Health News Review

A piece on Gawker.com, “Journalism Is Not Narcissism, should be required reading in journalism schools. Excerpts:

Every year, thousands of fresh-faced young aspiring journalists flood our nation’s college classrooms, in order to learn how to practice their craft. What should we tell them? This, first: journalism is not about you.

Susan Shapiro, an author and college journalism teacher, has a piece in the New York Times in which she explains that her “signature assignment” for her students is to write an essay confessing their “most humiliating secret”—when asked why, she replies “Because they want to publish essays and sell memoirs.” This confessional is good practice for launching all of these 20 year-olds on careers as 21 year-old memoirists and “Modern Love” columnists.

The extent to which we train a generation of young writers to become robotic insta-memoirists is the extent to which a generation of stories from the wider world does not get told. The real tragedy of journalism-as-narcissism is not the general pettiness of the stories it produces; it is the other, better stories that never get produced as a result.

Why am I writing about this on a site that focuses on health care journalism?  Because we see many stories by health care journalists reporting about themselves.  They are often imbalanced, incomplete, non-evidence-based stories.  Is this narcissism?  I don’t know.  I’m not a psychologist nor a psychiatrist.  I’m only an old hack journalist.  MayoClinic.com defines narcissistic personality disorder as “a mental disorder in which people have an inflated sense of their own importance and a deep need for admiration.” Whatever you call it, we think such practices should also be reviewed more thoroughly in journalism school ethics discussions and in newsrooms – starting early and repeating the reminders often.

            Nine months later – Weir corrected/retracted his earlier story.

  • CBS’ Harry Smith followed Katie Couric’s lead and had his colonoscopy televised live on national TV.  As we wrote at the time, “There’s nothing wrong with advocating for more awareness of colon cancer screening – although we don’t think that crusading advocacy is a role for journalism, which is supposed to independently vet claims of evidence. So, instead of all the promotion of your live colonoscopy last week, you and CBS could have investigated the evidence about colon cancer screening. And if you had done that, you might have reported on some of the questions about colonoscopy – instead of cheerleading for it.”

  • Dr. Oz isn’t a journalist, but CBS News’ Dr. Jonathan LaPook is.  In the picture below you can see them schmoozing – OK, maybe that’s not the right word for what they’re doing – as LaPook does a colonoscopy on/in his friend Oz on the ABC-TV program NY Med.  MD-journalists shouldn’t promote themselves – or allow themselves to be promoted – in this way.

LaPook (above), Oz (lower). The scoper and the scopee.

We realize that some of the physicians involved in the physicians-as-journalist examples did not go to journalism school and may not have been thoroughly briefed by their employers on fundamental journalism ethics.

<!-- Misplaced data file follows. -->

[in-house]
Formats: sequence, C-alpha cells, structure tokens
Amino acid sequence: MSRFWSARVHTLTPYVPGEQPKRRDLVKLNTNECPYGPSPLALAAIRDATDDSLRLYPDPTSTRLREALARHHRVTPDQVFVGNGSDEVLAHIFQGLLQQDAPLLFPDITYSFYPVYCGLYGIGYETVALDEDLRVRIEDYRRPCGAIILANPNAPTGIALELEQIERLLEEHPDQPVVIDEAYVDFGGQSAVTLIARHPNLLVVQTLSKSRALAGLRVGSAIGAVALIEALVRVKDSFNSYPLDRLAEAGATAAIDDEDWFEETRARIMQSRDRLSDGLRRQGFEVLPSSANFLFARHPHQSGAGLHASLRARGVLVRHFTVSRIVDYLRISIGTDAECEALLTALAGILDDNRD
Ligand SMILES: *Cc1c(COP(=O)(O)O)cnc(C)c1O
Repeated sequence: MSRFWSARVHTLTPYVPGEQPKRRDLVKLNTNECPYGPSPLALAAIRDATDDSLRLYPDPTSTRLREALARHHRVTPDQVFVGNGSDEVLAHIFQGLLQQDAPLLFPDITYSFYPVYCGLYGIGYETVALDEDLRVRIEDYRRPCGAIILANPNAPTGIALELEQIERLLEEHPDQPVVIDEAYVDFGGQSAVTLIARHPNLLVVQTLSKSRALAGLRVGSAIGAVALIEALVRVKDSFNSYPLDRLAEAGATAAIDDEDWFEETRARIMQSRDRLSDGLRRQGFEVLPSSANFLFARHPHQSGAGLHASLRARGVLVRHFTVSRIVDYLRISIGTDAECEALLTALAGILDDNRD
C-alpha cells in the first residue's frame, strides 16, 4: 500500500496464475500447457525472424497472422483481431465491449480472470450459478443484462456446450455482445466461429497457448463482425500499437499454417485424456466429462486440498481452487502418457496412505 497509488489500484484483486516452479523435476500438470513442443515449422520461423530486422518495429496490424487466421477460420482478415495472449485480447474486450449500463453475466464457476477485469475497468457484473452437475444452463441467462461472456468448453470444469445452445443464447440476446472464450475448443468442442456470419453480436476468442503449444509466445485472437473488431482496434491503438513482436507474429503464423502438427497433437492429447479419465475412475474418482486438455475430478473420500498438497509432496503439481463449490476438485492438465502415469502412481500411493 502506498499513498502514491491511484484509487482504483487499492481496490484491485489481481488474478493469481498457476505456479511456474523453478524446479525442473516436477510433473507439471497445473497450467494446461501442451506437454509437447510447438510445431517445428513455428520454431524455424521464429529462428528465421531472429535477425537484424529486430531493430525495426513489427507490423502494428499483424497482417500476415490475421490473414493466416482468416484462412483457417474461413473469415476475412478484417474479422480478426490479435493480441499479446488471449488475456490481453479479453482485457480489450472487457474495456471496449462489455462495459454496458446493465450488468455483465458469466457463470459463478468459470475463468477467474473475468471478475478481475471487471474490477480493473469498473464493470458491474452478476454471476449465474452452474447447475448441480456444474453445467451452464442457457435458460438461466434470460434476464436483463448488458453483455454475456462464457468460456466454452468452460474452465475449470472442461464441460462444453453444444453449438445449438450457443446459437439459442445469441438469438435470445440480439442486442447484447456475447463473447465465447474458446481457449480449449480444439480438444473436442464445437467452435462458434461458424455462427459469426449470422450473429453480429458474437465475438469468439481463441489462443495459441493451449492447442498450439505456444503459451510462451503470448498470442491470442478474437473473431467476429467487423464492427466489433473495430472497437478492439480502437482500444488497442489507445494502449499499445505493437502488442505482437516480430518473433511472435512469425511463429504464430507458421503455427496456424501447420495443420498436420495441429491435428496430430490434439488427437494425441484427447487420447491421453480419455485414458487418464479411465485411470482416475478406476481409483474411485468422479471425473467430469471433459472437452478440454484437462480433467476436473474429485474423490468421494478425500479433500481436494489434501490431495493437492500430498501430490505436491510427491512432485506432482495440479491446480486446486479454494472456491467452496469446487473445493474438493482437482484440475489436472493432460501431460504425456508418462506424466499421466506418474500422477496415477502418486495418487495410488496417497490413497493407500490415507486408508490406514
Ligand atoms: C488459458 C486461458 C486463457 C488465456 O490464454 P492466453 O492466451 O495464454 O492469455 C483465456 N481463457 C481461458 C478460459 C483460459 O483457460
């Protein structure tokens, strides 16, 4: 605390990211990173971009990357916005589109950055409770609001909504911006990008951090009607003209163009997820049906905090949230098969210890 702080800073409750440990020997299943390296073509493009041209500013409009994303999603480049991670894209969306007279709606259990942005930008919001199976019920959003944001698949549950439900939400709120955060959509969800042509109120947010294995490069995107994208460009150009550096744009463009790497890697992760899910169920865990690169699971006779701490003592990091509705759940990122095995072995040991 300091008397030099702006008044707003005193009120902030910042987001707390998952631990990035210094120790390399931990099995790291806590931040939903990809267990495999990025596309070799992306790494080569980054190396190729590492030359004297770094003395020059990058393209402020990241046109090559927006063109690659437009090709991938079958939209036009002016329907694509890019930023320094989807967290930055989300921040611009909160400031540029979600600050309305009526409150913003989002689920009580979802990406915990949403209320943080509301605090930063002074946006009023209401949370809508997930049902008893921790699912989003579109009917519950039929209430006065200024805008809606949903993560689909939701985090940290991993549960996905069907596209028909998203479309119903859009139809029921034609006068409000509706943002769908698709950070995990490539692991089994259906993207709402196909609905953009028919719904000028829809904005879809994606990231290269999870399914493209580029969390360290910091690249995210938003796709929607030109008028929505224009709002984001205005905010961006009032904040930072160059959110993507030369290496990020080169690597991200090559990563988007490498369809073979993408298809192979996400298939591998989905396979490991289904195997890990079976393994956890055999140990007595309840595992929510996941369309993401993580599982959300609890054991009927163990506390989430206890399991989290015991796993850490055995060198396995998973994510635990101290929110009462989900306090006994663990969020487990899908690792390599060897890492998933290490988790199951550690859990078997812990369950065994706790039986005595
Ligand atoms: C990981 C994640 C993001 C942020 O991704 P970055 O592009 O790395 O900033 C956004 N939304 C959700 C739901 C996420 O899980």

Meantime, for an entirely different view on the narcissism column that we addressed at the top, see Steve Buttry’s post, “Journalism isn’t narcissism, but it’s not machinery either.“  And there are many interesting comments left after Buttry’s post and after the original Gawker post.

ADDENDUM ON JANUARY 15:  Please see my followup, “First person health care stories not always narcissism – and can be a public service,” with some examples provided – quite different than the examples above.

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Comments

Alan Cassels posted on January 14, 2013 at 11:39 am

Excellent piece on the “journalist as screening patient”. Why reporters think they have to thrust themselves into the center of the story probably has most to do with lazy journalism: you gotta find a patient to be the center of the story so here’s a patient you can nab easily…. yourself!
Here’s an anecdote from the personal side: when my book on medical screening was published I was interviewed for numerous magazine and radio pieces. One longish interview with a magazine writer was full of detailed questions. She wanted to know all about me, the research that went into the book, etc, and she finished the interview by asking: Of all the screening programs you’ve examined, which one would you do yourself? A good question, I thought a bit, then I thought a bit more and finally after scratching my head for a while I said: “I’ll take a close look at the evidence around colonoscopy in five years” (I’m not quite 50), essentially implying that normal healthy males, with no symptoms or deeply troubling family history of specific diseases probably doesn’t need to expose themselves to any screening. None. Just Don’t Do It. Is that a narcissistic, self-centered message? Probably, but it certainly can’t compete with the spectacle of journalists lining up to get their colons–in all their shimmering pinkness– splayed on wide screen TVs in the living rooms of the nation.

Daniel Pendick posted on January 16, 2013 at 6:48 pm

I do think it is risky. The great danger, to me, is that a journalsist who “goes through it” has enhanced credibility to the audience. So when he/she endorses (or denounces) a contested procedure–and coronary calcium scoring is one of the most contested in the business–it could unduly influence people’s decisions about their care. (Remember all the pink ribbon ladies of the TV news media urging women to get screened for breast cancer?) It’s odd how many health journalists start confusing themselves for medical experts, isn’t it? I guess that’s just one more symptom of bad practice and possibly bad ethics.